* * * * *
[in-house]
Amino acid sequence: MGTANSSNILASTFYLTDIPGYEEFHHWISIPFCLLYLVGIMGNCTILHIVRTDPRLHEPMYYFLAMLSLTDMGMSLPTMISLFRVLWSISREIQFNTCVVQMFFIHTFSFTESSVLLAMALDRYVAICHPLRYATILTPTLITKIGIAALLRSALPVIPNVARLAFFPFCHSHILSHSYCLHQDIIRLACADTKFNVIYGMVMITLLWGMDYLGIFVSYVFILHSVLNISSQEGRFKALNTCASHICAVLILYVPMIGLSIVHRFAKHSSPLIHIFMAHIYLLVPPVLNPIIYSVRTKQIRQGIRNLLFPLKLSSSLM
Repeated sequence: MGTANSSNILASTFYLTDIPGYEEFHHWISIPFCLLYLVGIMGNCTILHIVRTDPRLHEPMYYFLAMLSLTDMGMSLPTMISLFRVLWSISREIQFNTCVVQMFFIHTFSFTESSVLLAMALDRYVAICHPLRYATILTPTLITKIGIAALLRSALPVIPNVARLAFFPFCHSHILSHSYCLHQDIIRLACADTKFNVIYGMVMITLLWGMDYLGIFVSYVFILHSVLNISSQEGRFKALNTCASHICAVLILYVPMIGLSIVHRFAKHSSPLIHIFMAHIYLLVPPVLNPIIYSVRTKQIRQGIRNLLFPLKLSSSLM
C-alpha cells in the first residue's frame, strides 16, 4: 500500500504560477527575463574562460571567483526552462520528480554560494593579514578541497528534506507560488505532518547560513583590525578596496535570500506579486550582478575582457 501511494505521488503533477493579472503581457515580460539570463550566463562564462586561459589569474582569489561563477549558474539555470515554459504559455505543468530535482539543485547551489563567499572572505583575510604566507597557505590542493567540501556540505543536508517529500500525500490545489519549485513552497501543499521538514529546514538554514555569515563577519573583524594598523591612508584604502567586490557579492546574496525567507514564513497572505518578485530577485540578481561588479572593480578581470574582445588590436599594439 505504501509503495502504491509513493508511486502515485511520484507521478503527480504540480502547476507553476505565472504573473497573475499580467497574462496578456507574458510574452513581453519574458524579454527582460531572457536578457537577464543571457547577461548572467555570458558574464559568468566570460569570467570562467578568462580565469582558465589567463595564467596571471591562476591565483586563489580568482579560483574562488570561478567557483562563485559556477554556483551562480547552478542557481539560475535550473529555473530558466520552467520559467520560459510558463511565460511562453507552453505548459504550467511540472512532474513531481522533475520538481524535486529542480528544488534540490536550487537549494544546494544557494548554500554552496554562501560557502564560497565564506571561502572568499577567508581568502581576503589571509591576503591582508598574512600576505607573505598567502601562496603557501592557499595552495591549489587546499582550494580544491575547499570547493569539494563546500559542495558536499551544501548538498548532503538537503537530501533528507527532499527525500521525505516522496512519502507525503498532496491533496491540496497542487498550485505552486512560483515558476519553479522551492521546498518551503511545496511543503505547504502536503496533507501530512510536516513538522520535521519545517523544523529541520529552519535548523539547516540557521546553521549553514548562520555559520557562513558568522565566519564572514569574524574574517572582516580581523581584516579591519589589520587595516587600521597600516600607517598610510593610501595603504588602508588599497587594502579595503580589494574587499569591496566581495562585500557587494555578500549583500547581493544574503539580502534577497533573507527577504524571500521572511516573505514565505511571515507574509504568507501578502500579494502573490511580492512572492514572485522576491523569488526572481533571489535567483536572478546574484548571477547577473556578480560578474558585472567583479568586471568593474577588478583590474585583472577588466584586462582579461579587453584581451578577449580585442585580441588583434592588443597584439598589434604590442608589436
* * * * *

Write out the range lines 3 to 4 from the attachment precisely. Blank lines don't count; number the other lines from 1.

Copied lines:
Repeated sequence: MGTANSSNILASTFYLTDIPGYEEFHHWISIPFCLLYLVGIMGNCTILHIVRTDPRLHEPMYYFLAMLSLTDMGMSLPTMISLFRVLWSISREIQFNTCVVQMFFIHTFSFTESSVLLAMALDRYVAICHPLRYATILTPTLITKIGIAALLRSALPVIPNVARLAFFPFCHSHILSHSYCLHQDIIRLACADTKFNVIYGMVMITLLWGMDYLGIFVSYVFILHSVLNISSQEGRFKALNTCASHICAVLILYVPMIGLSIVHRFAKHSSPLIHIFMAHIYLLVPPVLNPIIYSVRTKQIRQGIRNLLFPLKLSSSLM
C-alpha cells in the first residue's frame, strides 16, 4: 500500500504560477527575463574562460571567483526552462520528480554560494593579514578541497528534506507560488505532518547560513583590525578596496535570500506579486550582478575582457 501511494505521488503533477493579472503581457515580460539570463550566463562564462586561459589569474582569489561563477549558474539555470515554459504559455505543468530535482539543485547551489563567499572572505583575510604566507597557505590542493567540501556540505543536508517529500500525500490545489519549485513552497501543499521538514529546514538554514555569515563577519573583524594598523591612508584604502567586490557579492546574496525567507514564513497572505518578485530577485540578481561588479572593480578581470574582445588590436599594439 505504501509503495502504491509513493508511486502515485511520484507521478503527480504540480502547476507553476505565472504573473497573475499580467497574462496578456507574458510574452513581453519574458524579454527582460531572457536578457537577464543571457547577461548572467555570458558574464559568468566570460569570467570562467578568462580565469582558465589567463595564467596571471591562476591565483586563489580568482579560483574562488570561478567557483562563485559556477554556483551562480547552478542557481539560475535550473529555473530558466520552467520559467520560459510558463511565460511562453507552453505548459504550467511540472512532474513531481522533475520538481524535486529542480528544488534540490536550487537549494544546494544557494548554500554552496554562501560557502564560497565564506571561502572568499577567508581568502581576503589571509591576503591582508598574512600576505607573505598567502601562496603557501592557499595552495591549489587546499582550494580544491575547499570547493569539494563546500559542495558536499551544501548538498548532503538537503537530501533528507527532499527525500521525505516522496512519502507525503498532496491533496491540496497542487498550485505552486512560483515558476519553479522551492521546498518551503511545496511543503505547504502536503496533507501530512510536516513538522520535521519545517523544523529541520529552519535548523539547516540557521546553521549553514548562520555559520557562513558568522565566519564572514569574524574574517572582516580581523581584516579591519589589520587595516587600521597600516600607517598610510593610501595603504588602508588599497587594502579595503580589494574587499569591496566581495562585500557587494555578500549583500547581493544574503539580502534577497533573507527577504524571500521572511516573505514565505511571515507574509504568507501578502500579494502573490511580492512572492514572485522576491523569488526572481533571489535567483536572478546574484548571477547577473556578480560578474558585472567583479568586471568593474577588478583590474585583472577588466584586462582579461579587453584581451578577449580585442585580441588583434592588443597584439598589434604590442608589436